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  1. #1
    Join Date
    May 2004
    Location
    Iowa City, Iowa
    Posts
    131

    Question

    My 2004 3# package has just been going gangbusters. I'm starting to worry that they are getting the urge to swarm, though.

    At the moment they have completely drawn out one super that started with new foundation and super #2 (with new foundation) was added under super #1 about 1 week ago. They have drawn out very little comb on super #2.

    They were bunching/clustering up at the entrance so badly that I raised the hive up on small blocks in each corner about 1" high off their open, screened bottom board.

    That only relieved the bottom space for a few days. Now that entire bottom is just packed with bees for most of the day. I would say they are filling up 90% of that entire space. Although, there still seems to be quite a few active bees as well during the day.

    I have a top entrance in the inner cover but they just don't seem to use it. I also added 4 screws at the corner of the inner cover to give them a little bit of a gap(1/16") for more ventilation.

    Any ideas as to what is going on and if I should be doing something else?

    I did try destroying queen swarm cells but there are so many bees that it has become quite a difficult task. Something that I don't think I want to do every week. Thanks for any input.

    [This message has been edited by honeylocust (edited June 18, 2004).]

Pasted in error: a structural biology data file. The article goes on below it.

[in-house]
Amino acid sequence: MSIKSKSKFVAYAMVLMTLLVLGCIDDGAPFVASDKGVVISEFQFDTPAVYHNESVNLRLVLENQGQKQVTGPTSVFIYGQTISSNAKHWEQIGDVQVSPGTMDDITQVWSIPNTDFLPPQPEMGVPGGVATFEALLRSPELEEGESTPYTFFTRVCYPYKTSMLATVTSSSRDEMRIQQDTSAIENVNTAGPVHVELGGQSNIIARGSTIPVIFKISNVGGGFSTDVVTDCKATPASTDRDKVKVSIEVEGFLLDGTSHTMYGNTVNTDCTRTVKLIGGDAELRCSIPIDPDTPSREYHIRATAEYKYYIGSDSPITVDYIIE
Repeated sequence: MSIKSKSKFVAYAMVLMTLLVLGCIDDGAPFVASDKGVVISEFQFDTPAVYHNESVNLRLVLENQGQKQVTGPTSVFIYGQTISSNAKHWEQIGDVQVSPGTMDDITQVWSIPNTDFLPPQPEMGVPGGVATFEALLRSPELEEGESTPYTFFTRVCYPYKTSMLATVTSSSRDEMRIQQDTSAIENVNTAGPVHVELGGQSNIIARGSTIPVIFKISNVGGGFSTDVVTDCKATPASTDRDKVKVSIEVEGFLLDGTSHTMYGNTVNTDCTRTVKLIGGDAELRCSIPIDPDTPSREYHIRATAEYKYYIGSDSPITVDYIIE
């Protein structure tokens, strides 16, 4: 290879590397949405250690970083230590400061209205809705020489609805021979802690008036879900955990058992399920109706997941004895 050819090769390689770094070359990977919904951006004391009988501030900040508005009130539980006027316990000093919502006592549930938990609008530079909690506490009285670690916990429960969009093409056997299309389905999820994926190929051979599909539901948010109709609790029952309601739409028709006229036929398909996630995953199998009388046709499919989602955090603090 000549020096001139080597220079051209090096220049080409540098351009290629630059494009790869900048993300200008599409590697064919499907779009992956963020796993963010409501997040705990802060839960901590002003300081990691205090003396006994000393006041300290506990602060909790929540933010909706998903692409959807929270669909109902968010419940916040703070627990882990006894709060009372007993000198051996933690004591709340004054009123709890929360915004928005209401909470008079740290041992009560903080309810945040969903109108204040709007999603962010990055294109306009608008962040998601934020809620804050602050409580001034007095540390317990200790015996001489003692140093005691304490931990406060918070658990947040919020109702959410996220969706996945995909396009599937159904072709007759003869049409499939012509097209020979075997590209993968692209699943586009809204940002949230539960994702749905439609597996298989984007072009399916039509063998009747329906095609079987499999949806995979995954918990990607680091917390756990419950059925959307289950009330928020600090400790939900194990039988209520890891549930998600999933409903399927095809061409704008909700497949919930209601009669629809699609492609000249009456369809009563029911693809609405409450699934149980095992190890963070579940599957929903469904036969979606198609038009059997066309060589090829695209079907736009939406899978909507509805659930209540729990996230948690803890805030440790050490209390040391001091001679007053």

2. #2
    Join Date
    May 2003
    Location
    Lincolnton, NC, USA
    Posts
    71

    Post

    Mine have been doing the same. It's been awfully hot down here this past week, and I just assumed they're clearing house to keep the hive temperature down.

  3. #3
    Join Date
    Apr 2002
    Location
    Round Top, New York - Northern Catskill Mtns.
    Posts
    1,895

    Post

    "I did try destroying queen swarm cells but there are so many bees that it has become quite a difficult task. Something that I don't think I want to do every week. Thanks for any input."

    Bees will cluster and hang around the hive for a number of reasons, none usually good.

    There may be a lull in the nectar flow or it may have stopped all together.

    But, if you have been seeing and cutting swarm cells out, they are looking to swarm. Around the time of a hive swarming there activity level with regard to foraging slows down.

    Young bees do not forage, they do house duties. When a hive is going to swarm, the queen stops laying in advance of leaving. So there is less work for the young bees to do.

    The congested hive may also be too hot, and they have moved outside.

    I would take most or all of the capped brood out of the hive and make a split. Leave the queen in the hive at the current location. The hive will not swarm with out capped brood and queen cells.
    Take most of the nurse bees with the brood. Make sure that you either have a few queen cells in the split hive or order a queen.

    Add comb or foundation to the old hive.